Inside the Capitol

Wednesday, June 27, 2007

Thoughts for July 4


Syndicated Columnist

      SANTA FE – This is a very special day. We have many reasons to celebrate. Considering current events, there is very good reason to be extra patriotic.

   We should pay homage to those patriots who pledged to each other their lives, their fortunes and their sacred honor. Then they signed a document that made them all revolutionaries, guilty of treason, if captured.

   Upon winning that revolution, we became the first revolutionary power and now we are the oldest revolutionary government in the world. We also are holder of the oldest written constitution.

   It was all very infectious. Lafayette returned home after our war and, under George Washington's influence, made it the pet cause of liberals in France and Europe during the 1790s, introducing democracy in many countries throughout the continent.

   Lafayette's friendship with Washington is the subject of Adopted Son, a book by Dave Clary, of Roswell, detailing the relationship between the two and the wide-ranging influence it had on themselves and their countries. It's a good July 4th read.

   At this point in our history, when we're not feeling very good about some of our European allies, it may be helpful to remember the contributions of Lafayette, von Steuben, de Kalb and others, who helped us win our freedom.

   Lafayette's contributions were especially crucial. He's the one who trapped Cornwallis at Yorktown and held him, though grossly outnumbered, until the rest of the American and French forces arrived. And he's the one who won the military and financial support of France for our cause.

   When the United States entered World War I, much of the motivation was gratitude to France for its help so many years earlier. That assistance is now mostly forgotten but at the time, it was poignantly remembered by Gen. George Pershing's aide, Col. Charles Stanton, when he visited Lafayette's tomb on July 4, 1917 to announce, "Lafayette, we are here."

   As we celebrate the document that officially declared the colonies to be in revolution, it is appropriate to remember that it is the only Revolutionary War date that we do celebrate, except for Patriot's Day commemorating the beginning of the War, on April 19, 1775. It still is celebrated in New England, with one of the big events being the Boston Marathon.

   This would be a good day to reread the Declaration of Independence. It is an absolutely brilliant and inspired argument for overthrowing tyranny, and not just in the colonies' circumstance. It was a universal justification applicable to all people and all times.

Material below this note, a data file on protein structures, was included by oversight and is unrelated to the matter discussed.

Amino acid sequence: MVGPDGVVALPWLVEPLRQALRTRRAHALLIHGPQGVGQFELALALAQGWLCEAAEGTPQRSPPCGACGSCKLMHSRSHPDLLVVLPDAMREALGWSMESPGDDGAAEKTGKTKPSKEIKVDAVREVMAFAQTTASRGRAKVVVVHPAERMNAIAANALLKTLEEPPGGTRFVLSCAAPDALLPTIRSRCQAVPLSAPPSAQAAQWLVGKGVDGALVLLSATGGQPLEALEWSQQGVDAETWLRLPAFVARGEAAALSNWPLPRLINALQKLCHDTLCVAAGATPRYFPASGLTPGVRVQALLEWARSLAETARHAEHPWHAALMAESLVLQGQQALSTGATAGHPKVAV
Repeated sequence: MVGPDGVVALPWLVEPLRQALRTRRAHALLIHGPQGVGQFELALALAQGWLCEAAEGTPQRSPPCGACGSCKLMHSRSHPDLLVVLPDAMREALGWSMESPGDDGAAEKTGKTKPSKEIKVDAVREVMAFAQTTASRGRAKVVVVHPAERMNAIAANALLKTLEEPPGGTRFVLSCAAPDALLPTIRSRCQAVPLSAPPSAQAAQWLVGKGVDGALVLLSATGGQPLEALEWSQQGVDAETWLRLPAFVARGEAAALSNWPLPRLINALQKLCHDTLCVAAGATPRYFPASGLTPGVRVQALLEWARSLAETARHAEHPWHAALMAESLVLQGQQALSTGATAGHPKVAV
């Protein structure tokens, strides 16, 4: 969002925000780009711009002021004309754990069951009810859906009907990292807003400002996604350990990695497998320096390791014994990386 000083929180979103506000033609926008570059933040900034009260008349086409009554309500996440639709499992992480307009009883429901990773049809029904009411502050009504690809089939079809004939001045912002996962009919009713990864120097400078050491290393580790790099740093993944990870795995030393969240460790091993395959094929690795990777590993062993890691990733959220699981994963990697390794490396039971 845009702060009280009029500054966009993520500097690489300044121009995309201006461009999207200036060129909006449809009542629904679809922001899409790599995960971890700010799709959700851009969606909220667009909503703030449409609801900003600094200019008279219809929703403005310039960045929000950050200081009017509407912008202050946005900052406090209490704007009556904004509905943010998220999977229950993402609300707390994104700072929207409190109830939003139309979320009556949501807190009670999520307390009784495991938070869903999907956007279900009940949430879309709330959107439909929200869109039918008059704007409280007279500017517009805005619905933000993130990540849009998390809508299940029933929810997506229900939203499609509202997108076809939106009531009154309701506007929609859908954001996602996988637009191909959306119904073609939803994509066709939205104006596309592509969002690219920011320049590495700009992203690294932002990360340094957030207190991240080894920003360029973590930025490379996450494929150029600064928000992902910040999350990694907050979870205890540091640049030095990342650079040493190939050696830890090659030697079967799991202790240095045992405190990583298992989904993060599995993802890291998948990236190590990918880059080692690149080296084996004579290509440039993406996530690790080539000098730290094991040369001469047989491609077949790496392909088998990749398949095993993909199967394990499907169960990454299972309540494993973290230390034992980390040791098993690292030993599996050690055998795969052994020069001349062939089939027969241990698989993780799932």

Historian Samuel Morrison once said that had the American Revolution produced nothing but the Declaration of Independence, it would have been worthwhile.

   Our founders fully understood that in order to espouse these universal, never-ending truths, they had to make it possible for revolution to occur again, even in their own country.

   Thus came the Bill of Rights. Many of its 10 amendments are under attack today, with questionable searches and seizures, trials that aren't speedy, gun control and public sentiment against the five freedoms guaranteed by the First Amendment.

   The willingness by many to surrender some of our cherished freedoms in return for perceived security is deeply troubling, but of most concern to someone in my business is the indication that many Americans have second thoughts about the First Amendment.

   Polls over the last few years suggest that although Americans still support the ideals of the First Amendment, they have reservations about its reality. A majority think the press has too much freedom, that public demonstrations should not be allowed and that freedom of religion is not meant to apply to fringe groups.

   And although 90 percent of Americans believe in freedom of speech, support falls to less than 50 percent when asked about specifics that are constitutionally protected. We are becoming reluctant to offend, willing  to silence unpopular opinions and provocative ideas at the cost of freedom.

   Where will we go from here?

WED, 7-04-07


JAY MILLER, 3 La Tusa, Santa Fe, NM 87505

(ph) 982-2723, (fax) 984-0982, (e-mail)



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